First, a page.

As the new year and decade get underway, here are a few of the areas of the cloud computing market which I think will be important competitive battlefields for established and emerging players:
- Collaboration Wars: Collaboration is the ‘killer app’ in the Software-as-a-Service (SaaS) segment of the cloud computing market. The rapid adoption of Google (GOOG) Apps has demonstrated the latent demand for these web-based solutions. Now, IBM (IBM) is promoting the enterprise-class qualities of its LotusLive offering to win a share of the market. Cisco Systems (CSCO) is also intensifying its efforts to promote its collaboration solutions built around WebEx and Telepresence. I also think Microsoft (MSFT) will accept a greater level of cannibalization of its Office products to win a bigger share of the collaboration market with OfficeLive.
- Business-Oriented Social Networks: These are closely linked to collaboration and have gained a tremendous amount of attention because of the explosive growth of Facebook and Twitter. Although many corporate executives are still uncertain about how to harness social networks, Salesforce.com’s (CRM) introduction of Chatter at Dreamforce clearly shows that offering an enterprise-class solution can create a competitive advantage.
- Platforms-as-a-Service Wars: Salesforce.com will continue to push its Force.com PaaS capabilities hard. And, Google App Engine will continue to be a popular development environment with start-ups and tech heads. But, I think Microsoft Azure will experience surprising success in 2010 because the company has a better understanding of how to work with third-party developers and is less likely to create channel conflicts because it would prefer not to develop and deliver its own SaaS solutions. There are also plenty of niche PaaS vendors who will be acquisition candidates in 2010.
- Cloud Governance: HP (HPQ), IBM and an assortment of niche players are capitalizing on the lack of unified management systems for cloud computing services. While price competition threatens to commoditize raw Infrastructure-as-a-Service (IaaS) offerings, management vendors that can help the IaaS providers and their customers monitor and control their cloud resources will gain a competitive advantage. HP and IBM are realigning their legacy management portfolios to address these needs. A proliferation of niche players are also seeking to win a share of the market, especially focused on single sign-on and access control.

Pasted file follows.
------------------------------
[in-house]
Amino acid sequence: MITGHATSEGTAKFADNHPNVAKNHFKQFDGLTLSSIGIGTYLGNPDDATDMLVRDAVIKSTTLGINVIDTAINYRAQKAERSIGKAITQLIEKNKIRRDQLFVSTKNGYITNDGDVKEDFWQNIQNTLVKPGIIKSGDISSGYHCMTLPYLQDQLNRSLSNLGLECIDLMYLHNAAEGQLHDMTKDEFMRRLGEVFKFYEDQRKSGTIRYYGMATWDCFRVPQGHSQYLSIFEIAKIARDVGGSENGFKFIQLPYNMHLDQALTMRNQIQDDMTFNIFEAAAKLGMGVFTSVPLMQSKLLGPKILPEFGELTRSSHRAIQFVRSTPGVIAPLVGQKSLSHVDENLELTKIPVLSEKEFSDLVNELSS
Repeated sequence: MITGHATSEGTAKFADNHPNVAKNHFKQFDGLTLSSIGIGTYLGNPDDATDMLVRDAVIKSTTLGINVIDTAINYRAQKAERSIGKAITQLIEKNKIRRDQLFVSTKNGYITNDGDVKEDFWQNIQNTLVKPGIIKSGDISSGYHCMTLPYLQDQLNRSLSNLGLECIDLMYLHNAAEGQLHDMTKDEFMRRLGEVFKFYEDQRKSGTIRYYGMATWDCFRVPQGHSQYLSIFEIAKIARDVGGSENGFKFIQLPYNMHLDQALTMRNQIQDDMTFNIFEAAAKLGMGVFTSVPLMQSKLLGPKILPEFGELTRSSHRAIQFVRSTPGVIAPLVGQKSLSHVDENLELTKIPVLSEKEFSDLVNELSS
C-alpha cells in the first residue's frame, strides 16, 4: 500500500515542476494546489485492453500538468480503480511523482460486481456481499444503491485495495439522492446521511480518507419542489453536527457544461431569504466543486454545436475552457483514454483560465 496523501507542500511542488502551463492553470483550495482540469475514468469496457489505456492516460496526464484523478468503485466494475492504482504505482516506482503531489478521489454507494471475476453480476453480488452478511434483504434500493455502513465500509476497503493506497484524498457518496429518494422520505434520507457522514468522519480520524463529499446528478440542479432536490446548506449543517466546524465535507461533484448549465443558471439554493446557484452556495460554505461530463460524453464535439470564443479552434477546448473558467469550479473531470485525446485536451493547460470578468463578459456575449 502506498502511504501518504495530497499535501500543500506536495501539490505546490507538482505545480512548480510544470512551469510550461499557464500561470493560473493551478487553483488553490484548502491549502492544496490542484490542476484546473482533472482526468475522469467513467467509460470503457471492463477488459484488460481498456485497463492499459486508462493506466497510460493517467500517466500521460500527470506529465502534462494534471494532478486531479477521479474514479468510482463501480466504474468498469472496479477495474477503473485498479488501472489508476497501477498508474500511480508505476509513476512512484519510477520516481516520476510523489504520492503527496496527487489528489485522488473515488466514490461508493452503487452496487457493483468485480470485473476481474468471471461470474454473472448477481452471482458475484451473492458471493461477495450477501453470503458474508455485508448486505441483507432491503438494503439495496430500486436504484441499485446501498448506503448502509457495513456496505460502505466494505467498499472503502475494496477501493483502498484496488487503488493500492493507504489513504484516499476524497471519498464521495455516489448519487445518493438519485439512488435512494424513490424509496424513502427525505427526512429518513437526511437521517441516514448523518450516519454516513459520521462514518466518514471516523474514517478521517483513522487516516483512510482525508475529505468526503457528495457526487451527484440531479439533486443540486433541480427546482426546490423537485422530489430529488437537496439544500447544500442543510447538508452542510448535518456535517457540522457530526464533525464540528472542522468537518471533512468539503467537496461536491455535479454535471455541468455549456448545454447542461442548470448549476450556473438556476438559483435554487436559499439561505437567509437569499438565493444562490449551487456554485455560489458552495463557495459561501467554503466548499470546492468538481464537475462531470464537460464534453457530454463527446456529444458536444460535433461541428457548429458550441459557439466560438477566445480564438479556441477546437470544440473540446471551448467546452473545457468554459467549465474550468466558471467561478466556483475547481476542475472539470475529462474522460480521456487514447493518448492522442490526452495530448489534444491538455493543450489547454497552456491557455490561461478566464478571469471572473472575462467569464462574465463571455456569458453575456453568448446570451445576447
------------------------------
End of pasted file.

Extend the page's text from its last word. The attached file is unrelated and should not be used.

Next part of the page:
- IT and Service Management: IT professionals are learning about how SaaS-based management solutions can help them do their day-to-day jobs more cost-effectively. In response, a plethora of new web-based players are emerging and established players, such as BMC (BMC) and CA (CA), are shifting their attention toward SaaS-based solutions. Salesforce.com has also helped to bring greater attention to the ’service cloud’, where other SaaS companies like RightNow and Service-now.com are experiencing rising demand.
- Communications-as-a-Service (CaaS): HP and Cisco Systems are on a collision course to compete for unified communications enablement opportunities among service providers and end-user organizations, large and small. Unified communications has been an ideal for over a decade, and now cost-effective, web-based solutions are becoming a reality. CaaS can also be a key enabler of end-to-end enterprise collaboration solutions.
- eHealth and Energy Management: With the Obama administration promising to plow billions of dollars into modernizing healthcare systems and everyone trying to reduce the cost of their ‘carbon footprint’, these segments of the market are ripe for SaaSification. Brand-name corporations, as well as a new generation of web-based ventures, will ratchet up their efforts to win mindshare as well as marketshare offering cloud-oriented services to address these important issues.
- Millennials and Generation Z: Companies positioning themselves for the longhaul are already trying to win the hearts and minds of our children. Apple (AAPL) has converted years of cultivation work within the classroom into a new generation of corporate workers who prefer Macs over PCs. Google is attempting to do the same by encouraging public school systems and universities to use its Apps. Although many kids use Microsoft’s Xbox, few have any allegiance to Microsoft Office and are adopting Google Apps. Other vendors will try to follow Apple and Google’s lead into the classroom.
Escalating cloud computing battles in these areas will also fuel additional acquisitions by established players seeking to accelerate the rollout of new services and penetration of new markets. Oracle (ORCL) and Cisco have been active acquirers for years. Salesforce.com will likely make additional acquisitions and continue to be a target of acquisition speculation as well.
I also think SAP will make a substantive SaaS/cloud acquisition in 2010, in an attempt to overcome some of the internal obstacles which have prevented it from successfully rolling out its BusinessByDesign solution. An acquisition could also offset the growing success NetSuite has had nimbling away at the SAP customer base.
Let me know if there are other important competitive battlefields I missed.